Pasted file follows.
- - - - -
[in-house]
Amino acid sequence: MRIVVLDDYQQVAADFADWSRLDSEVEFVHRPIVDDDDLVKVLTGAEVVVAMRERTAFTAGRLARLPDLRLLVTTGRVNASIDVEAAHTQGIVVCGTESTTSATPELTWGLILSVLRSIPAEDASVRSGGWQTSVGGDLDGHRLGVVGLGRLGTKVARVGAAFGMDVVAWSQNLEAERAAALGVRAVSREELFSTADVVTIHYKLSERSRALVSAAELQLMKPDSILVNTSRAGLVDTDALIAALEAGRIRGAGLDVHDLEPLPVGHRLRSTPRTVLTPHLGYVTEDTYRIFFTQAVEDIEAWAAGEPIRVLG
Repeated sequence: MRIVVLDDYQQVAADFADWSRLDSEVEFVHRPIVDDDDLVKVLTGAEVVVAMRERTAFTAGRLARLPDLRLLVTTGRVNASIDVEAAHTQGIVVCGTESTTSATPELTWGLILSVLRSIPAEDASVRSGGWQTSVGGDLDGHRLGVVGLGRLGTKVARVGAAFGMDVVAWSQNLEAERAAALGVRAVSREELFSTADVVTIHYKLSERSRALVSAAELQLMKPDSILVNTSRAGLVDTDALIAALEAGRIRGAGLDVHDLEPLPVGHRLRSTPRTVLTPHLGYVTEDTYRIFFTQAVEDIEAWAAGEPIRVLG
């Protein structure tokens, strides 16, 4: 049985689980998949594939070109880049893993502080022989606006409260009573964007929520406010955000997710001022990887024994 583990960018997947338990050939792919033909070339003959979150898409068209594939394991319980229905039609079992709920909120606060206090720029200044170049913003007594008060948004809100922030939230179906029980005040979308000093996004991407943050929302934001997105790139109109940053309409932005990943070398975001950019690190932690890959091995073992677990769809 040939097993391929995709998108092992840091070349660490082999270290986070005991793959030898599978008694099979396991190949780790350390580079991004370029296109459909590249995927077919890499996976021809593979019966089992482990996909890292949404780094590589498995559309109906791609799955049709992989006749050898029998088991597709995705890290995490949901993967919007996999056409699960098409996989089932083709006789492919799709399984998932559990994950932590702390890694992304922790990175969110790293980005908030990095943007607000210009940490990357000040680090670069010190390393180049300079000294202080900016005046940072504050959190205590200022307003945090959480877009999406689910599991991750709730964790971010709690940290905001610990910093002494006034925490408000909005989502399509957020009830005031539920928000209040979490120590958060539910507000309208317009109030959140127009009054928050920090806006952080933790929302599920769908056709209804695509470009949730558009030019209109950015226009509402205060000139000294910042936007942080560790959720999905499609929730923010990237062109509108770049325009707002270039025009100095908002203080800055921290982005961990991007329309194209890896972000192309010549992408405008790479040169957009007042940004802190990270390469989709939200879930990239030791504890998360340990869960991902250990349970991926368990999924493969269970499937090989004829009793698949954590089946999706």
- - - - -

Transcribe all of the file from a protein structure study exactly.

[in-house]
Amino acid sequence: MRIVVLDDYQQVAADFADWSRLDSEVEFVHRPIVDDDDLVKVLTGAEVVVAMRERTAFTAGRLARLPDLRLLVTTGRVNASIDVEAAHTQGIVVCGTESTTSATPELTWGLILSVLRSIPAEDASVRSGGWQTSVGGDLDGHRLGVVGLGRLGTKVARVGAAFGMDVVAWSQNLEAERAAALGVRAVSREELFSTADVVTIHYKLSERSRALVSAAELQLMKPDSILVNTSRAGLVDTDALIAALEAGRIRGAGLDVHDLEPLPVGHRLRSTPRTVLTPHLGYVTEDTYRIFFTQAVEDIEAWAAGEPIRVLG
Repeated sequence: MRIVVLDDYQQVAADFADWSRLDSEVEFVHRPIVDDDDLVKVLTGAEVVVAMRERTAFTAGRLARLPDLRLLVTTGRVNASIDVEAAHTQGIVVCGTESTTSATPELTWGLILSVLRSIPAEDASVRSGGWQTSVGGDLDGHRLGVVGLGRLGTKVARVGAAFGMDVVAWSQNLEAERAAALGVRAVSREELFSTADVVTIHYKLSERSRALVSAAELQLMKPDSILVNTSRAGLVDTDALIAALEAGRIRGAGLDVHDLEPLPVGHRLRSTPRTVLTPHLGYVTEDTYRIFFTQAVEDIEAWAAGEPIRVLG
């Protein structure tokens, strides 16, 4: 049985689980998949594939070109880049893993502080022989606006409260009573964007929520406010955000997710001022990887024994 583990960018997947338990050939792919033909070339003959979150898409068209594939394991319980229905039609079992709920909120606060206090720029200044170049913003007594008060948004809100922030939230179906029980005040979308000093996004991407943050929302934001997105790139109109940053309409932005990943070398975001950019690190932690890959091995073992677990769809 040939097993391929995709998108092992840091070349660490082999270290986070005991793959030898599978008694099979396991190949780790350390580079991004370029296109459909590249995927077919890499996976021809593979019966089992482990996909890292949404780094590589498995559309109906791609799955049709992989006749050898029998088991597709995705890290995490949901993967919007996999056409699960098409996989089932083709006789492919799709399984998932559990994950932590702390890694992304922790990175969110790293980005908030990095943007607000210009940490990357000040680090670069010190390393180049300079000294202080900016005046940072504050959190205590200022307003945090959480877009999406689910599991991750709730964790971010709690940290905001610990910093002494006034925490408000909005989502399509957020009830005031539920928000209040979490120590958060539910507000309208317009109030959140127009009054928050920090806006952080933790929302599920769908056709209804695509470009949730558009030019209109950015226009509402205060000139000294910042936007942080560790959720999905499609929730923010990237062109509108770049325009707002270039025009100095908002203080800055921290982005961990991007329309194209890896972000192309010549992408405008790479040169957009007042940004802190990270390469989709939200879930990239030791504890998360340990869960991902250990349970991926368990999924493969269970499937090989004829009793698949954590089946999706």